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Victimised victims


NARESH NEWAR


Last year, Ram Gopal Tamauli was shot and stabbed by a group of Maoists after he refused to join their movement in a village in Banke.

He tried to argue that he did not believe in violence, but was attacked with swords and guns. Emboldened by his courage, hundreds of villagers pounced on the Maoists and killed two of them. Ram Gopal was bleeding profusely from his wounds and was rushed to Bheri Hospital in Nepalganj where he collapsed on arrival. "I thought I was dead," says Ram Gopal, showing his scars. "I don't know how I survived."

After that incident, the villagers of Tamauli asked Ram Gopal to leave because they feared the Maoists would return. And they did. About 500 Maoists came back and killed Ram Gopal's uncle, Motilal Tamauli, and beat a neighbour, Sohan Yadab, to death. They tied up hundreds of villagers and made them watch the torture of three young boys. Their legs were placed on rocks and crushed

"What kind of revolution is this?" asks Ram Gopal, who abandoned his shop and homestead to live as a refugee in Kathmandu. His wife, three sons and parents are destitutes in Nepalganj. Ram Gopal has now joined the Maoist Victims' Association (MVA) and says there is nothing to do but to find strength in numbers.

But it hasn't been easy for Maoist victims even in the capital, and their association suffered a severe blow when Maoist assassins killed their president, Ganesh Chiluwal outside his office on 15 February, two days after he led a procession where effigies of Maoist leaders were burnt. Dharma Raj Neupane is a Nepali Congress worker who had to flee his village in Accham after 200 Maoists surrounded his house and were looking for him. "I was lucky to get out alive," says Dharma Raj, who has now taken over from Chiluwal as president of the MVA. Last Friday, Dharma Raj received a death threat from the Maoists and was warned to close the office. "We are not afraid anymore," Dharma Raj told us. "We have nothing left but our courage and pride."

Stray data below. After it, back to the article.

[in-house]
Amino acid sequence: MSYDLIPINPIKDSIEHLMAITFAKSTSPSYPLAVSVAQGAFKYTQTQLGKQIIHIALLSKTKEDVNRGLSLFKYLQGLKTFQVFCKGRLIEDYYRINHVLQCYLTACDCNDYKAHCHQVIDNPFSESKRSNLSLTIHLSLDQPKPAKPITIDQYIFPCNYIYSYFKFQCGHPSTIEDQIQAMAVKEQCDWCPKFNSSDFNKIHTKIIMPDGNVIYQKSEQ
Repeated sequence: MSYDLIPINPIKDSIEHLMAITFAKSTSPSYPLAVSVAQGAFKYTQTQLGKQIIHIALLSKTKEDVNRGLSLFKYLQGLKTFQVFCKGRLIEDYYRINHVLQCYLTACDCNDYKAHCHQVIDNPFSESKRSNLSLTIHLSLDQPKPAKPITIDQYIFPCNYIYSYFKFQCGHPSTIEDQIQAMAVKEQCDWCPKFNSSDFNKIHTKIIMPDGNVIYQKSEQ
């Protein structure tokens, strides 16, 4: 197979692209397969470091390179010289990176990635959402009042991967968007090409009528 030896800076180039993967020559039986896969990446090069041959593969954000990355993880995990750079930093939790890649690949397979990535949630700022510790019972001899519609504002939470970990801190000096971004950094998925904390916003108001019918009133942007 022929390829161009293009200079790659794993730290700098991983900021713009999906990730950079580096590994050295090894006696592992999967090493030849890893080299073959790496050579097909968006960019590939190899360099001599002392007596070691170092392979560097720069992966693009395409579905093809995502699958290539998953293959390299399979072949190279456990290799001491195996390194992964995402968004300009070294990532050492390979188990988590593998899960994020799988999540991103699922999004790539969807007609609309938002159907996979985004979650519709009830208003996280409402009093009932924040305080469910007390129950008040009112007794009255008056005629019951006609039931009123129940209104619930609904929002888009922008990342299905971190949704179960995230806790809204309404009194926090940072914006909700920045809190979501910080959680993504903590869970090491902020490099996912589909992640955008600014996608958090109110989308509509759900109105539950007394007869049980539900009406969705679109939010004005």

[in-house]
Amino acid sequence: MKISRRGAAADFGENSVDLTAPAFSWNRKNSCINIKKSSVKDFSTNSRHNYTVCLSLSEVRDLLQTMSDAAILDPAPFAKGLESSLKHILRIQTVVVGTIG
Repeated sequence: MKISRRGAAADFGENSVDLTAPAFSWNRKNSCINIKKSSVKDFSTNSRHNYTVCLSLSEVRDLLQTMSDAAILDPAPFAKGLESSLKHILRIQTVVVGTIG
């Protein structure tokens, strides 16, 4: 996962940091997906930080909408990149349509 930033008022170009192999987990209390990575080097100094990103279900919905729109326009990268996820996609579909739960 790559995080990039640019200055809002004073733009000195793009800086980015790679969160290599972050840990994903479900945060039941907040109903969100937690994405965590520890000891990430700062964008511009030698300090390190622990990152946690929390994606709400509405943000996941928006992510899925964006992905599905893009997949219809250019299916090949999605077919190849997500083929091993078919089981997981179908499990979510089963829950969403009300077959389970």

Despite Chiluwal's assassination, anyone can walk in and out of the MVA's office in Bagh Bazar. Requests for government security have been made, but the office hasn't even been assigned a constable. For Ram Gopal Tamauli, this is proof that officials have no interest in protecting the victims of Maoists. "We have given up expecting anything but apathy from the government," he says. A local NGO is paying the rent for the office and members have been forced to beg for donations in the streets from pedestrians and shops. After the Chiluwal murder and threats, MVA has got 100 new members, bringing the total number to 6,000.

"The government has established camps and rehabilitation centres for the Maoists who surrender but it has not bothered about us," says 76-year old Kul Bahadur Khatri from Dang, who came to Kathmandu this week after he was nearly killed by his own son, who is a Maoist. Khatri is heartbroken that his three sons have become supporters of the same group that abducted and tortured him four years ago after he refused to pay them Rs 300,000. He was abducted again this year but managed to escape at night. He walked for two days from Salyan to Nepalganj where he had started begging on the streets. An army officer helped him, and put him on a bus to Kathmandu where he is now living with friends.